|Acids and bases|
Acid-base extraction is routinely performed during the work-up after chemical syntheses and for the isolation of compounds and natural products like alkaloids from crude extracts. The product is largely free of neutral and acidic or basic impurities. It is not possible to separate chemically similar acids or bases using this simple method.
The addition of an acid to a mixture of an organic base and acid will result in the acid remaining uncharged, while the base will be protonated to form a salt. If the organic acid, such as a carboxylic acid, is sufficiently strong, its self-ionization can be suppressed by the added acid.
Conversely, the addition of a base to a mixture of an organic acid and base will result in the base remaining uncharged, while the acid is deprotonated to give the corresponding salt. Once again, the self-ionization of a strong base is suppressed by the added base.
The acid-base extraction procedure can also be used to separate very weak acids from stronger acids and very weak bases from stronger bases, as long as the difference of their pKa (or pKb) constants is large enough. For example:
- Very weak acids with phenolic OH groups like phenol, 2-naphthol, or 4-hydroxyindole (pKa around 10) from stronger acids like benzoic acid or sorbic acid (pKa around 4–5)
- Very weak bases like caffeine or 4-nitroaniline (pKb around 13–14) from stronger bases like mescaline or dimethyltryptamine (pKb around 3–4)
Usually the pH is adjusted to a value roughly between the pKa (or pKb) constants of the compounds to be separated. Weak acids like citric acid, phosphoric acid, or diluted sulfuric acid are used for moderately acidic pH values, and hydrochloric acid or more concentrated sulfuric acid is used for strongly acidic pH values. Similarly, weak bases like ammonia or sodium bicarbonate (NaHCO3) are used for moderately basic pH values while stronger bases like potassium carbonate (K2CO3) or sodium hydroxide (NaOH) are used for strongly alkaline conditions.
Usually, the mixture is dissolved in a suitable solvent such as dichloromethane or diethyl ether (ether), and poured into a separating funnel. An aqueous solution of the acid or base is added, and the pH of the aqueous phase is adjusted to bring the compound of interest into its required form. After shaking and allowing for phase separation, the phase containing the compound of interest is collected. The procedure is then repeated with this phase at the opposite pH range. The order of the step is not important and the process can be repeated to increase the separation. However, it is often convenient to have the compound dissolved in the organic phase after the last step, so that the evaporation of the solvent yields the product.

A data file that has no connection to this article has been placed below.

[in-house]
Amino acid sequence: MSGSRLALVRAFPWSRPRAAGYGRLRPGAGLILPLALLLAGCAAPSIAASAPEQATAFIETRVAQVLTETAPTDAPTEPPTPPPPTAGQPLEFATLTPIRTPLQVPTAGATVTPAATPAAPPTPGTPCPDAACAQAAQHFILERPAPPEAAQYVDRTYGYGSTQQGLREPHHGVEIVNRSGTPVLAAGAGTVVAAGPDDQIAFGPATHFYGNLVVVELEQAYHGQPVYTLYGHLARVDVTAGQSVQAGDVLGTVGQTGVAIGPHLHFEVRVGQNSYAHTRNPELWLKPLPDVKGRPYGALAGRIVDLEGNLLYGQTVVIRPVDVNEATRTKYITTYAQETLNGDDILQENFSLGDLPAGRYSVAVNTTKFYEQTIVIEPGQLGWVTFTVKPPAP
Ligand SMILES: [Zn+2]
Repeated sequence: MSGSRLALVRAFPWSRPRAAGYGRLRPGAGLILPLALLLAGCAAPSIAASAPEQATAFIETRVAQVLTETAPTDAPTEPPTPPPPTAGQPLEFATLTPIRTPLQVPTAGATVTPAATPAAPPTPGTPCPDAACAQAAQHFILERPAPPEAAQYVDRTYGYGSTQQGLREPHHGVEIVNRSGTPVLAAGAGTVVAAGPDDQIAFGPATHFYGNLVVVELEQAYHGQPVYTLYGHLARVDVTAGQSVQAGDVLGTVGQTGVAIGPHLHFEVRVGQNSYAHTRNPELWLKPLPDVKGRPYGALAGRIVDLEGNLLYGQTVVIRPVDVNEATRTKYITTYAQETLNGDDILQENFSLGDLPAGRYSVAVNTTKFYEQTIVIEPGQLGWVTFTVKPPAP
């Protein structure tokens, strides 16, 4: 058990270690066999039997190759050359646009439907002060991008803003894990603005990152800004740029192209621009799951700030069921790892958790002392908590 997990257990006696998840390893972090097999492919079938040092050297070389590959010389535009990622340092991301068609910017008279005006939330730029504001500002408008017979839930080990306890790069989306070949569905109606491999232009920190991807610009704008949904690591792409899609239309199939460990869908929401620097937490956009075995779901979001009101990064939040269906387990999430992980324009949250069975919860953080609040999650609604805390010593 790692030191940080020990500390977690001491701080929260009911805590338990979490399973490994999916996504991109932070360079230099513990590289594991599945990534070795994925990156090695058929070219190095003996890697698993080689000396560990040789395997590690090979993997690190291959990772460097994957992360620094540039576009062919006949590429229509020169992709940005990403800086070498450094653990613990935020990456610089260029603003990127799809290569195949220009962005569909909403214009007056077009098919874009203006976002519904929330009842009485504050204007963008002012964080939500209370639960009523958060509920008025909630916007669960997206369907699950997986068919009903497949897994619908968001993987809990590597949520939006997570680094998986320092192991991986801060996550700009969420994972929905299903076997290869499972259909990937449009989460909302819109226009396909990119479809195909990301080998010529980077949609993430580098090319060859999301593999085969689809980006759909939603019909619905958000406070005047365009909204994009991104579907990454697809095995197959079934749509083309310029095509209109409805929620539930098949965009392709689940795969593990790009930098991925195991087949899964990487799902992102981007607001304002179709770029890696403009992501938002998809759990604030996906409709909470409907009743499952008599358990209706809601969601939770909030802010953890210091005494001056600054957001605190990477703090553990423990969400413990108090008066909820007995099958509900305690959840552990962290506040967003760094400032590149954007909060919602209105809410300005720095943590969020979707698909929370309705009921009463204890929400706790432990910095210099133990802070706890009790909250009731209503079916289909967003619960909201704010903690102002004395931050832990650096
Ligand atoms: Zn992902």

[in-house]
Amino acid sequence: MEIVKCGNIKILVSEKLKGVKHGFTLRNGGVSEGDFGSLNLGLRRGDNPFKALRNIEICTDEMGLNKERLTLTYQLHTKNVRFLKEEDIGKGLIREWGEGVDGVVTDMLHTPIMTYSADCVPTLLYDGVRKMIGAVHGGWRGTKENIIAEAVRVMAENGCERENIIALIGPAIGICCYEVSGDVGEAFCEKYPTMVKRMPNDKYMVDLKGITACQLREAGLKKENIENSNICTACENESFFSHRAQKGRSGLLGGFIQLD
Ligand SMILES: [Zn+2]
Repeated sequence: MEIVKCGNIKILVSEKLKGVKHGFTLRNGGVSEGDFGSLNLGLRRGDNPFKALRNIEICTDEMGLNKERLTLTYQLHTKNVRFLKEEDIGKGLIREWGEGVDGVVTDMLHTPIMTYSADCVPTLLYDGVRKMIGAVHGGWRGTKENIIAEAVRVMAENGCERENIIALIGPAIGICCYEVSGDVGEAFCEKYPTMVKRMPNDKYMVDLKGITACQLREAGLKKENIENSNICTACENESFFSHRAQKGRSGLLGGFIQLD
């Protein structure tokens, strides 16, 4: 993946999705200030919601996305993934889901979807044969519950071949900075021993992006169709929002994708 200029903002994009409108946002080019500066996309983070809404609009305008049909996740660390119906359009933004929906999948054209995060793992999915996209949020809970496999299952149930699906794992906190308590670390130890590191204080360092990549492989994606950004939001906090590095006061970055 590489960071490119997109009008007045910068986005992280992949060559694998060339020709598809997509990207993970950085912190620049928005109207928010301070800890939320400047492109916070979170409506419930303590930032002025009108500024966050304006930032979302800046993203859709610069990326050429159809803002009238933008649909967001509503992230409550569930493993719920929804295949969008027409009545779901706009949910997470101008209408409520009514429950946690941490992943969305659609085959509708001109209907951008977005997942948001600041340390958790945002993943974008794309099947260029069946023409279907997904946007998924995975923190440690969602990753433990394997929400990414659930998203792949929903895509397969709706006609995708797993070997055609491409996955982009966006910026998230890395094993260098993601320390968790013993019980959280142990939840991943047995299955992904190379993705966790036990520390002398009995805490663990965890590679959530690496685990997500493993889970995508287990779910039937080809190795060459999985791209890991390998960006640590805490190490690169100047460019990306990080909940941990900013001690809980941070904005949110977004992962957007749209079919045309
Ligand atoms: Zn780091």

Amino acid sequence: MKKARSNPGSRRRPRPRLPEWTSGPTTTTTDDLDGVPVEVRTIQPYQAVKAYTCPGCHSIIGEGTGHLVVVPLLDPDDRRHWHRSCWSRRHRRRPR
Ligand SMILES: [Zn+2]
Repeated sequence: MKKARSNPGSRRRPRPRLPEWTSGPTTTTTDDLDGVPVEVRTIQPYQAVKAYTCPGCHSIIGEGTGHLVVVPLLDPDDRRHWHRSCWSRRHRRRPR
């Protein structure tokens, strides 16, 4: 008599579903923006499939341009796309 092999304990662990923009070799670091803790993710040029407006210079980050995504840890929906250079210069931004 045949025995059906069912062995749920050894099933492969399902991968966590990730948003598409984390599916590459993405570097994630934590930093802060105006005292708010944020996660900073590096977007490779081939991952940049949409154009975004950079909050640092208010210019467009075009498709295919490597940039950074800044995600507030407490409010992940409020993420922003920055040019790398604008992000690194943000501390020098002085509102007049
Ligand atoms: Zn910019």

The procedure works only for acids and bases with a large difference in solubility between their charged and their uncharged form. The procedure does not work for:
- Zwitterions with acidic and basic functional groups in the same molecule, e.g. glycine which tend to be water-soluble at most pH.
- Very lipophilic amines that do not easily dissolve in the aqueous phase in their charged form, e.g. triphenylamine and trihexylamine.
- Very lipophilic acids that do not easily dissolve in the aqueous phase in their charged form, e.g. fatty acids.
- Lower amines like ammonia, methylamine, or triethanolamine which are miscible or significantly soluble in water at most pH.
- Hydrophilic acids like acetic acid, citric acid, and most inorganic acids like sulfuric acid or phosphoric acid.
Alternatives to acid-base extraction including:
- filtering the mixture through a plug of silica gel or alumina — charged salts tend to remain strongly adsorbed to the silica gel or alumina
- ion exchange chromatography can separate acids, bases, or mixtures of strong and weak acids and bases by their varying affinities to the column medium at different pH.
- Laurence M. Harwood, Christopher J. Moody (13 June 1989). Experimental organic chemistry: Principles and Practice (Illustrated ed.). WileyBlackwell. pp. 118–22. ISBN 978-0-632-02017-1.